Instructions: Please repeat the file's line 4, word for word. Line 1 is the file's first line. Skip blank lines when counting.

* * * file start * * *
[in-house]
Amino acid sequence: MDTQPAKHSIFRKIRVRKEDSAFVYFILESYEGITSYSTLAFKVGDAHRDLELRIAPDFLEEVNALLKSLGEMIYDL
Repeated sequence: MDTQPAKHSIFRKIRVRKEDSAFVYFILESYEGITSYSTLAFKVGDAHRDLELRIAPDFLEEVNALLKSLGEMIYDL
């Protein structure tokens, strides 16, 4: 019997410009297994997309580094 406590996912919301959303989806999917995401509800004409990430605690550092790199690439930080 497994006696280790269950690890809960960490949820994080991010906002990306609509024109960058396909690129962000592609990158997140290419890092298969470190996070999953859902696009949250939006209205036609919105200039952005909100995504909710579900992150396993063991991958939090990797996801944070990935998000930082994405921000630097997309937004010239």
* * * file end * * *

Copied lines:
């Protein structure tokens, strides 16, 4: 019997410009297994997309580094 406590996912919301959303989806999917995401509800004409990430605690550092790199690439930080 497994006696280790269950690890809960960490949820994080991010906002990306609509024109960058396909690129962000592609990158997140290419890092298969470190996070999953859902696009949250939006209205036609919105200039952005909100995504909710579900992150396993063991991958939090990797996801944070990935998000930082994405921000630097997309937004010239």